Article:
Too often, we get wrapped up in the mechanics of security: the hardware, the software, configurations, malware, targeted attacks, and the like. It’s easy to lose sight of the human factors that surround security, privacy, and cyber safety. As we enter the third week of National Cyber Security Awareness Month, though, it’s worth taking a step back and considering the impact of our increasing connectedness on young people and their families, most of whom have little occasion to think about firewalls, advanced persistent threats, and any number of issues that dominate conversations in the security community.
Over the last two weeks, we’ve talked about ways to be empowered online rather than become the next victims of a cyber attack and how corporate culture can be an essential component of cyber security. But what about parents and children, as well as the community organizations like schools and libraries that serve them, who often struggle to balance our increasingly connected lifestyles with legitimate safety concerns?
Cyberbullying is more than just another topic of discussion for school guidance counselors. It’s a very real phenomenon – According to the Cyberbullying Research Center, “about one out of every four teens has experienced cyberbullying, and about one out of every six teens has done it to others”. NPR recently featured a study on so-called “cyber banging”, in which gang violence rears its ugly head on social media and often fuels (or glorifies) physical confrontations. These aren’t problems that can be solved with better security appliances.
At the same time, even as the Internet and the social platforms that run on it comprise increasing percentages of our social interactions, social isolation, interpersonal communication skills, and attention issues are all affected by our always on, always connected lifestyles. Parents and educators are understandably concerned about the inherent safety and wisdom of a world that is digital first.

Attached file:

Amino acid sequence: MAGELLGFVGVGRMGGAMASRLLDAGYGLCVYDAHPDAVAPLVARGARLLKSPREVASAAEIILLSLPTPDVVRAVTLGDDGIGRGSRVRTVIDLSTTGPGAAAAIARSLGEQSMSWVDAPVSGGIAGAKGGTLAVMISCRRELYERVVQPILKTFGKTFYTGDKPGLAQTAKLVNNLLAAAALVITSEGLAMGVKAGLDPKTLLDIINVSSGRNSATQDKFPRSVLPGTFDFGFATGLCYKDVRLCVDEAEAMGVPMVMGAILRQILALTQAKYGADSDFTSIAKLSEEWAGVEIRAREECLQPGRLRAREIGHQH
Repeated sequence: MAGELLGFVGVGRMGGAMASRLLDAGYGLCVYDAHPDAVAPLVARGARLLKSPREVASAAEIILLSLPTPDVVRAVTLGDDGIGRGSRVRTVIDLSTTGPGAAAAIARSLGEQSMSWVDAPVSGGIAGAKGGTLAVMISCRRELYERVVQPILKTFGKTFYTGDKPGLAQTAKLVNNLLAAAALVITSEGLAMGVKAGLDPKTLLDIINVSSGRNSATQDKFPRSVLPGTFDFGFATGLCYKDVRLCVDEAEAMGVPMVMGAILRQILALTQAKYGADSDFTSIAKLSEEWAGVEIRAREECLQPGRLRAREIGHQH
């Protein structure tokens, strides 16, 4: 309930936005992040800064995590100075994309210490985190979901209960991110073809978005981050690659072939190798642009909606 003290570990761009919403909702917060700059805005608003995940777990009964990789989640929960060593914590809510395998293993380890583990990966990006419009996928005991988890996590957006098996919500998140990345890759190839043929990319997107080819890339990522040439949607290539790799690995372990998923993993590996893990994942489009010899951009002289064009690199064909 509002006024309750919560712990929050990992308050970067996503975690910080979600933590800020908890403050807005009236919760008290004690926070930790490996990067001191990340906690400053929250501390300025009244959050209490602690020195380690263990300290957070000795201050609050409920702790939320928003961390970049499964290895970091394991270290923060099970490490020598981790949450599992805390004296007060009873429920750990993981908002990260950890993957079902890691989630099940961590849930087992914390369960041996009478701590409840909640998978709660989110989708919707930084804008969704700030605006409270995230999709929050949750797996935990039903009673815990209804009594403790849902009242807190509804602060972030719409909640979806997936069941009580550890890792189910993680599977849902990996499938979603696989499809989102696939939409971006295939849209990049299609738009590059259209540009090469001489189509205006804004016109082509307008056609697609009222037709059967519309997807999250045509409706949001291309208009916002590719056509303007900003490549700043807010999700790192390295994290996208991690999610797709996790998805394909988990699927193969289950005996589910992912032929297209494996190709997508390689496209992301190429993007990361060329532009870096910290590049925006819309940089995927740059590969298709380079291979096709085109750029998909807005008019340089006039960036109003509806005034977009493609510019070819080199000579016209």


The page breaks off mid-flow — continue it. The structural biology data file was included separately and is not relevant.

Yet the Internet isn’t going to just go away. Nor would we want it to. The World Wide Web is fundamental to how we learn, communicate, and interact with the world around us and shying away from online resources and platforms means missing out on the greatest educational and economic forces we have ever known.
I would argue that embracing these systems is the key to thriving in a digital environment. Not blithely Snapchatting, downloading torrents, and walking into each other with our noses buried in our phones, but mindfully letting these technologies improve our lives.
Mindful is the key word there – older generations often marvel at how adept young people are at navigating devices and social networks, but actual security and safety in digital environments hinges on not only on effectively using technology but also understanding (at least in broad strokes) how it works and where the risks and pitfalls lie. Our digital footprints are growing fast and, for better or worse, they won’t be shrinking anytime soon. So if we roll with the footprint metaphor, watching where we step, wearing a decent pair of boots, and keeping a compass handy to navigate the trails will beat rushing through the woods in flip flops any day.
Embracing our digital world doesn’t mean just using social media and always having our phones at our sides. It means being active, savvy participants in our digital environments. This is where parents, schools, libraries, and communities can come together, not trying to shut out the digital but learning right along with young people what it means to be safe, smart digital citizens.